Nore gets more proof in Lisette’s diaries, locked away in a shed. Lisette details how in the 1880s, she was feeling the loss of her beauty as her husband sneaked off for an affair with a Cajun woman. When Lisette confronts the woman, the woman offers a voodoo potion to make time stand still for Lisette, and (since Lisette wished for it) her children. Nore wants to share this knowledge with her father, but the diary is taken from her room right before he leaves for a business trip. She’s in grave danger. Fortunately, Dave is coming that night for a date when she can escape.
Gabe tries to kill Nore again, but Dave intervenes. Lisette comes out with a gun, and locks Dave and Nore in the shed and sets it on fire. Gabe gives Josie the keys to get them out as soon as they’re gone. Lisette and Gabe have a tragic accident on the way to the fire department. The Robbins take care of Josie now, and the account is written down so that Nore’s future generations will know how to handle their dear aunt Josie.
- Hands down, my favorite Lois Duncan book.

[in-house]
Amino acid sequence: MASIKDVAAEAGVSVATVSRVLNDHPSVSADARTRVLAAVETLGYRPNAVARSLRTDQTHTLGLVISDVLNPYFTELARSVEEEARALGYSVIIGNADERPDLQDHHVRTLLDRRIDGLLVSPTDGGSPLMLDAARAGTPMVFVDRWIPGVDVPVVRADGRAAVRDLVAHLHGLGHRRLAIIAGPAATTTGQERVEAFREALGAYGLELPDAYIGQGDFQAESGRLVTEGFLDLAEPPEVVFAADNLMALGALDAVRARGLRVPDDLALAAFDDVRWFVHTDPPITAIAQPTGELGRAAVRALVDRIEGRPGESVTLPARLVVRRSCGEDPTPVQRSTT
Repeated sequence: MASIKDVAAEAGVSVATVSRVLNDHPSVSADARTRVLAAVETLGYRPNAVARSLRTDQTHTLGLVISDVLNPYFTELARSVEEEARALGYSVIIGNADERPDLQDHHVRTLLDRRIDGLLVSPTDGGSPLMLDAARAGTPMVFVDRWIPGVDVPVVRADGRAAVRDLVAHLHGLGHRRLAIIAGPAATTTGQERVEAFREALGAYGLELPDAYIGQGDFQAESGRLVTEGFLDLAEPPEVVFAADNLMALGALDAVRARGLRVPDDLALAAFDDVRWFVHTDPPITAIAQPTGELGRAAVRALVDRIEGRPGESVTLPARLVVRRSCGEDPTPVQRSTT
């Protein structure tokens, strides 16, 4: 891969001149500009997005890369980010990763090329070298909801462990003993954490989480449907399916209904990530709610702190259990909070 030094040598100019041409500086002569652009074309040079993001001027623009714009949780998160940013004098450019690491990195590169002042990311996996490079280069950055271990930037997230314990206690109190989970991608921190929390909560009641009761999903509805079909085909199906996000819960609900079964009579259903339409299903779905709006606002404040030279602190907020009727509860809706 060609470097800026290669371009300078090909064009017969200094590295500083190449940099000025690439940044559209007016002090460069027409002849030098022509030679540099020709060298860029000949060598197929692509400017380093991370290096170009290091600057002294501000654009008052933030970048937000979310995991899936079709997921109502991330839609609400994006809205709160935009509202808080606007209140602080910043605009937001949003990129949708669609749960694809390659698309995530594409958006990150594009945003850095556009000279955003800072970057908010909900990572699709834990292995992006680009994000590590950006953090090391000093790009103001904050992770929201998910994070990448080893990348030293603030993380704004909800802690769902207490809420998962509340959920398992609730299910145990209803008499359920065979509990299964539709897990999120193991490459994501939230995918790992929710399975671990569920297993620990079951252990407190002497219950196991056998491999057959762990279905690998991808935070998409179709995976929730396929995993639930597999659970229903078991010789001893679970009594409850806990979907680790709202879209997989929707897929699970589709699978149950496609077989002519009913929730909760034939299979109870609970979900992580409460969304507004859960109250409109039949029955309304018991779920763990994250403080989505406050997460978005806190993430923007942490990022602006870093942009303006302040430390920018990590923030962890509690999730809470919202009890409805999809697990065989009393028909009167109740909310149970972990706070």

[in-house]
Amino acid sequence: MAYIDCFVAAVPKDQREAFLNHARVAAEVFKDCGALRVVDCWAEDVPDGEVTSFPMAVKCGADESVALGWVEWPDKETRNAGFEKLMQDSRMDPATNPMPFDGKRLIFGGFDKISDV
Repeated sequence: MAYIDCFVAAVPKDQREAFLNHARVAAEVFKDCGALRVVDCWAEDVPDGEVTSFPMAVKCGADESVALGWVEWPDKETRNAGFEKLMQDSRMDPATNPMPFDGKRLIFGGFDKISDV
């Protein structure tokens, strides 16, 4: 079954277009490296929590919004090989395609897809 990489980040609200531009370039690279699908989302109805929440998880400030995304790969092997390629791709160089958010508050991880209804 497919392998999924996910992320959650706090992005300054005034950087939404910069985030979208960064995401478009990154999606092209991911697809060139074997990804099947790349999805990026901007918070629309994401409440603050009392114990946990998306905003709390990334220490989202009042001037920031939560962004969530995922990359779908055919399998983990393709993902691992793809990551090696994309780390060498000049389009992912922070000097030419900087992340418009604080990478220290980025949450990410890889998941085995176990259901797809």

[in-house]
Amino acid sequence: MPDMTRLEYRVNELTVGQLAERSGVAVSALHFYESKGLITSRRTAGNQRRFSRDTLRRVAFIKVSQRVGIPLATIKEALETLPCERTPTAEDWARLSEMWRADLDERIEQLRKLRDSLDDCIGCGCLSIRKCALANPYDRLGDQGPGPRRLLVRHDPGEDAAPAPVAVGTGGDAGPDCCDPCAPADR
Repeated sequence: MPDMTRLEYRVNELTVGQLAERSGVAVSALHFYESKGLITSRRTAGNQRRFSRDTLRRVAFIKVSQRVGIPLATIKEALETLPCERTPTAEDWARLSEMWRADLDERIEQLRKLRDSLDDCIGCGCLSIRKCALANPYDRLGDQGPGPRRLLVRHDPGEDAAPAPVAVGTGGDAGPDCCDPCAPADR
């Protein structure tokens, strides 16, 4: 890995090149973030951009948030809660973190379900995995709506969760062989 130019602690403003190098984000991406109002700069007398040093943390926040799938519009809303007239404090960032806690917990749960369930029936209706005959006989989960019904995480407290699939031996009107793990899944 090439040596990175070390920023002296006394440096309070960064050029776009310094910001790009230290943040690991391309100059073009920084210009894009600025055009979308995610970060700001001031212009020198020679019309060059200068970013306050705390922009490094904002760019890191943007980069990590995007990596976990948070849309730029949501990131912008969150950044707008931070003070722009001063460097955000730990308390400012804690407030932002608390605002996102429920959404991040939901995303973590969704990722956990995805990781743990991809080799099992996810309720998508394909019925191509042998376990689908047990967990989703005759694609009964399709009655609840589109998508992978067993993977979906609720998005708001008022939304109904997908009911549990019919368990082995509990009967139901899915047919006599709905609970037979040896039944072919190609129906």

- I’d also like to note that I just turned 27 and could still pass for 16. This doesn’t exactly make me proud; most of the time it’s a complete pain. But when I’m older, it’ll be awesome. And that kind of goes with this book?
- Poor Josie, to be stuck at thirteen FOR-EV-ER. It makes my heart hurt thinking about it. She makes a lot of comments about her mom because everyone tries to reassure her by saying she’ll look just like her. How cruel…
- Very Gone with the Wind- esque.
- Details that wouldn’t fit in a short summary: Shadow Grove getting renovated, which is where Dave comes in. They have one “outsider” regularly come by to clean house, the Cajun girl Celina. Celina’s granddad is the one they meet for information.
- I personally don’t like the updated cover. I found a copy at the used book store that is an hourglass with bloody sand, which is (what I’m sure) I grew up with.
- It was published in 1985, so it has references to discos? To be fair, in small town Louisiana this was probably a really cool thing. (Josie: “I’ve been to discos WHY wilder than this!” <– Nore naively thinks, hmm, even I haven’t had a chance to do that… what kind of wild life is my sister living?)
- And to go along with that, Josie complains that her mother never lets them do anything, “What’s the point of living if you can’t have fun now?” Touche, my dear. No sense in living forever if you can’t live it up.
- Oh right, they can’t technically live forever, as Louis committed suicide and I’m pretty sure Gabe purposefully wrapped the car around a tree, but if you don’t die in an “accident” you technically could live forever. You’re forever young and healthy.
Grades: 6-8. I know this was the time I was completely into Duncan and her suspense novels.
Grade: A. Well-written, nicely paced, a good “Twilight Zone” sort of mystery.